TV Lookout: highlights (and lowlights) for the week ahead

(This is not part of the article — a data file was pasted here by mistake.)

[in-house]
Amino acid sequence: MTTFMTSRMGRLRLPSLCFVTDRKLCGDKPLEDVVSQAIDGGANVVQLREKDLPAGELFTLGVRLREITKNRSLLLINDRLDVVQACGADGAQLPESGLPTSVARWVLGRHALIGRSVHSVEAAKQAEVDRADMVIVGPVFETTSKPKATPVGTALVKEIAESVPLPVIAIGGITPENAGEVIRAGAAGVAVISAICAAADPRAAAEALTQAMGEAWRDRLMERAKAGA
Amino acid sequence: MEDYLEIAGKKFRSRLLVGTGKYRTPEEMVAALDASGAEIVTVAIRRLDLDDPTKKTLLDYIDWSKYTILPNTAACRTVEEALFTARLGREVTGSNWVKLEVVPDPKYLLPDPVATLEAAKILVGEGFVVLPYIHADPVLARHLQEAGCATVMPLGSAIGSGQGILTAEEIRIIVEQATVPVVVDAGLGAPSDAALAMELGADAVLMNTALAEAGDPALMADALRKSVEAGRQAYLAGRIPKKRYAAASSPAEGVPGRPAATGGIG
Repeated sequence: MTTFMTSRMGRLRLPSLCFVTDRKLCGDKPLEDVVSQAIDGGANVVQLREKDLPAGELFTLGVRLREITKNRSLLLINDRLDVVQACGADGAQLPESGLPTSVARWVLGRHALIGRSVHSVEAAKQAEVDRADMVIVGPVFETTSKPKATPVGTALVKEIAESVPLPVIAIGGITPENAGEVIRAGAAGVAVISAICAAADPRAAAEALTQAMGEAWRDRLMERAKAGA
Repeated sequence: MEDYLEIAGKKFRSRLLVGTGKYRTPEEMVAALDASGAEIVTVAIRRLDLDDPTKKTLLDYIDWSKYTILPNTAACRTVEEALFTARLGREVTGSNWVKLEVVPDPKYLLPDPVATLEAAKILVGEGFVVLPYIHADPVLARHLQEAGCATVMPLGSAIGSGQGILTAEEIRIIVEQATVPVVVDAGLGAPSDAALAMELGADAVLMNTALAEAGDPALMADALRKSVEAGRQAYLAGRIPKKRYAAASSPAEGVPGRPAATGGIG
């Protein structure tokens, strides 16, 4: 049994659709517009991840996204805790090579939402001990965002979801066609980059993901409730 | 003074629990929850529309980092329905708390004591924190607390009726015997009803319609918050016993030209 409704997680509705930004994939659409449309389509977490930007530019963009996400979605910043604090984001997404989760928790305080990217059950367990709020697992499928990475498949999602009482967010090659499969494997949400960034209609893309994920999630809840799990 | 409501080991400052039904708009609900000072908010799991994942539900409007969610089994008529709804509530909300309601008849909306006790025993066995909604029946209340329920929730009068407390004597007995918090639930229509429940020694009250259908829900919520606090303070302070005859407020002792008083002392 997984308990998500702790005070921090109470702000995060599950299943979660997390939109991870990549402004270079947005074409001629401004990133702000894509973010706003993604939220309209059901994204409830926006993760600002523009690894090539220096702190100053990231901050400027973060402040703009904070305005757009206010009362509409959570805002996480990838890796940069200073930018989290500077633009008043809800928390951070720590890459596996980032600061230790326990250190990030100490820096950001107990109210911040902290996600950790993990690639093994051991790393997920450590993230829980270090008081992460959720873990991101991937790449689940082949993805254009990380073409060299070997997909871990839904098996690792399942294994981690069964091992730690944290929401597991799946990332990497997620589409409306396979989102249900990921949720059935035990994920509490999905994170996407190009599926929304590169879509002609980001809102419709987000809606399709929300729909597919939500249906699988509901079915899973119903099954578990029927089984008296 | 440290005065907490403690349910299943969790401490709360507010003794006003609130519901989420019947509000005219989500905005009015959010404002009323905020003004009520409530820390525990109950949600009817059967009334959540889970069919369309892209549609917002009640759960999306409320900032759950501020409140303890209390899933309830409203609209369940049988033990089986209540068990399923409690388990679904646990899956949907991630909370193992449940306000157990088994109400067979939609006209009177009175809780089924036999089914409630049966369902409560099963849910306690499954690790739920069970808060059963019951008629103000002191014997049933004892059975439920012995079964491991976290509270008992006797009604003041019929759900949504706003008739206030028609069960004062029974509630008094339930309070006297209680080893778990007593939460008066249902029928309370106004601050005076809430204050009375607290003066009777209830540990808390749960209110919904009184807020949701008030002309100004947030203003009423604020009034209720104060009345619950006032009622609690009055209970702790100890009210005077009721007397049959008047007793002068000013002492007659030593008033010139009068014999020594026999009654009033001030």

As an engineer, Peter Robbins was fascinated by the precision of Germany’s U-boat technology during World War II.As an entrepreneur, he was intrigued by the prospect of deep-sea tourism.In response to both urges, Robbins set out to design and build the Alicia, a one-of-a-kind, six-person sub with a panoramic view for all on board.A new “NOVA” presentation follows him on his four-year voyage to create from scratch such an underwater vessel, then use it to explore the sunken wrecks of German U-boats.Assembled from 2 million parts at a cost of $1.5 million, Alicia is an 18-ton craft that can dive to 1,000 feet. And it’s a monumentally complicated project, whose construction required shopping for seats at a business supply store and the creation of an innovative acrylic dome that offers a 180-degree view of the ocean realm.The film traces Alicia’s progress from design to manufacture, then its launch from England’s Plymouth Harbor in search of the U-boats that litter the seabed of the English Channel.And joining Robbins on this maiden trip: Rudi Wieser, a U-boat veteran who survived the wartime demise of his own submarine more than 60 years ago, and now, at 81, hopes to catch another glimpse of U-1195.”NOVA: Underwater Dream Machine” airs 8 p.m. EST Tuesday on PBS (check local listings).Other shows this week to look out for:- It’s an unlikely place for the debate over illegal immigration to be raging: the Colorado Rockies. But that’s where Tom Brokaw headed for “In the Shadow of the American Dream,” a one-hour special airing 8 p.m. Tuesday on NBC. This pristine stretch between Aspen and Vail, with its historically white population, has seen an influx of thousands of Hispanics, mostly from Mexico. Drawn to jobs in the construction field, they are also filling the schools, churches and medical clinics. During an eight-month investigation, “Tom Brokaw Reports” takes viewers behind the scenes to reveal a story of illegal immigration, exploring its economic realities, social consequences and political clashes.- With more than 700,000 children of military families under the age of 5 separated from their mother or father this holiday season, “When Parents are Deployed” addresses the challenges these families are facing. Produced by Sesame Workshop, the half-hour special shares candid and intimate moments from the parents and caregivers affected by deployment. And it hears from kids as they express how they cope with the daily stress and fears associated with the absence of a military parent. The special supplements an educational outreach program called “Talk, Listen, Connect: Helping Families During Military Deployment,” with a kit available online at http://www.sesameworkshop.org/tlc. With Oscar-winning actor Oscar Gooding, Jr., as host, “When Parents are Deployed” airs 9 p.m. Wednesday on PBS (check local listings).- Oh, boy! Here’s a holiday treat for fans of “My Boys,” TBS’ new comedy series: Five fresh episodes will air Tuesday through Thursday! The network’s first-ever scripted comedy, “My Boys” stars Jordana Spiro as a twentysomething gal who’s happily one of the guys, savoring the joys of weekly poker games, pub-hopping, sports and sassy banter with her fraternal chums – even as she ventures outside this fold on the occasional search for romance. New episodes air Tuesday and Wednesday at 10 and 10:30 p.m., and Thursday at 10 p.m. And, by the way, the series, which began last month, has already been renewed for nine more episodes, slated to air next summer.
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